Keep the concept fresh, unique and delicious and all your customers will love it. Also, I think it is very important to try to get to know your customers and their backgrounds. Find out what flavors and types of food they enjoy and work with that. Simply knowing your clientele can be the secret to a successful concept. I think the idea of a designer burger concept is very successful for simple reasons. Who doesn’t love to eat a good burger? Our customers are always really excited to try new flavor twists on a sandwich they know and love.

When Metz Culinary Management rolled out its designer burger concept in late 2012, Jose Dos Santos, chef and general manager at Genesis Biotechnology Group’s Waterview Café, in Hamilton N.J., looked at it as a chance to be creative. He spoke to FSD about what a designer burger is for his operation and how he keeps things fresh at a constantly changing station.

More From FoodService Director

Managing Your Business
overtime payroll timesheet

Just eight days before Dec. 1, when operators would have to comply with the U.S. Department of Labor’s new overtime rules, a federal judge in Texas slapped an injunction on the regulation. The move indefinitely halted the rules that would have doubled the overtime threshold to $47,476, affecting nearly 4.2 million workers, according to the DOL. For some operators, the move was too little, too late. Now, they have to answer to employees who had been briefed on promised wage increases.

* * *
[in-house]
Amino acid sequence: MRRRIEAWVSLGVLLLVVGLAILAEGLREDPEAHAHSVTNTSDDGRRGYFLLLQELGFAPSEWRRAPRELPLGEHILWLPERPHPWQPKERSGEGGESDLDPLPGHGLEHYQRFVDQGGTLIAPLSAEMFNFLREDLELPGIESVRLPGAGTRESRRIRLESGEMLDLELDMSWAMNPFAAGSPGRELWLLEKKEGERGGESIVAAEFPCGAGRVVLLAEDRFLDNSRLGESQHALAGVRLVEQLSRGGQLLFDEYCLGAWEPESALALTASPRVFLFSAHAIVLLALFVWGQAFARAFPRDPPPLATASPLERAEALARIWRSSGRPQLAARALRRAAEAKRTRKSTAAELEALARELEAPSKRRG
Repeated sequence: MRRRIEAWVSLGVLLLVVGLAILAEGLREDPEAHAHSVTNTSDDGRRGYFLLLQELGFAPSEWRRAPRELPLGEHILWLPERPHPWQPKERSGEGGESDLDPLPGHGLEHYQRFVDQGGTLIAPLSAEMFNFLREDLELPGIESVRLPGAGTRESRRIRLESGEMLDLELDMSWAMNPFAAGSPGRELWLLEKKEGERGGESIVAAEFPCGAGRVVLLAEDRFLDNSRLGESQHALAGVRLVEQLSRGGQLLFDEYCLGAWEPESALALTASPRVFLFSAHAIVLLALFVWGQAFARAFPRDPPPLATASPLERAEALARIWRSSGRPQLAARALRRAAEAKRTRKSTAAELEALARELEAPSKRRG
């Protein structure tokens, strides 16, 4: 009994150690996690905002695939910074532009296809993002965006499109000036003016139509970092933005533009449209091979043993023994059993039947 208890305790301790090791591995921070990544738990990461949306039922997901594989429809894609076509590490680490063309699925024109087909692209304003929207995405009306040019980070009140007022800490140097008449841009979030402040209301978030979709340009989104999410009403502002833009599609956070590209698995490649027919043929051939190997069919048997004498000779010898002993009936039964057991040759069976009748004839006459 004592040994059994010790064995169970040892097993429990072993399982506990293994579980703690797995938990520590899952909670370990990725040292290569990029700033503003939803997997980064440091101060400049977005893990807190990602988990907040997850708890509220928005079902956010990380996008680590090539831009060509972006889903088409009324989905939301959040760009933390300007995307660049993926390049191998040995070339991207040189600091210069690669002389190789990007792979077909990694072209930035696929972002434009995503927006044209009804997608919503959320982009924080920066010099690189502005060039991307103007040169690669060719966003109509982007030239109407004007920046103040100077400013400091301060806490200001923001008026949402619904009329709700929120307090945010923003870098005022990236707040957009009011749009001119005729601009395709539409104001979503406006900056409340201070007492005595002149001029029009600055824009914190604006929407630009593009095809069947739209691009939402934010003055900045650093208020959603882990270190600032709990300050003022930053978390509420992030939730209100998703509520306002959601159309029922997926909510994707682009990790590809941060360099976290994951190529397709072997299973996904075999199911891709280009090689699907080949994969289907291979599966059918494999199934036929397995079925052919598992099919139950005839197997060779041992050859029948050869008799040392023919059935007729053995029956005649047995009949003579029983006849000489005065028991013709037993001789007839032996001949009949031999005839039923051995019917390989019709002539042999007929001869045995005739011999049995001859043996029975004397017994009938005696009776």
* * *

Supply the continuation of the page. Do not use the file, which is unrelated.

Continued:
Kansas Memorial Union at the University of Kansas in Lawrence made changes ahead of the deadline...

Ideas and Innovation
ucmc model

With a budget and timeline in place, and the support of the university behind them, the foodservice team at the University of Chicago Medical Center was ready to get rolling with the renovation of one of its patient services kitchens. The facility, which services the hospital’s Center for Care and Discovery and Comer Children’s Hospital, was tripling in size to serve two additional patient floors, to the tune of $9 million. But that didn’t mean immediately jumping in with steel and screws.

“First, we cut out scaled pieces of paper and moved things around,” says Elizabeth Lockwood,...

Managing Your Business
pizza toppings

When the FoodService Director editors first started tossing around the idea of an “influencers” issue, our minds immediately turned to, well, foodservice directors. After all, so much of the learning in this industry is a peer-to-peer experience, and it’s your influence that inspires the content in every single issue of this magazine.

Then we imagined the massive infighting that would occur if we tried to whittle ourselves down to a list of just 20 influential operators and thought better of it. There’s already enough arguing for us to do about which pizza toppings are best (...

Ideas and Innovation
granola bars

Where possible, we make grab-and-go items reimbursable. For example, if we’re serving a fruit and milk smoothie, we let students take a granola bar or other grain component to make it count as a meal.

FSD Resources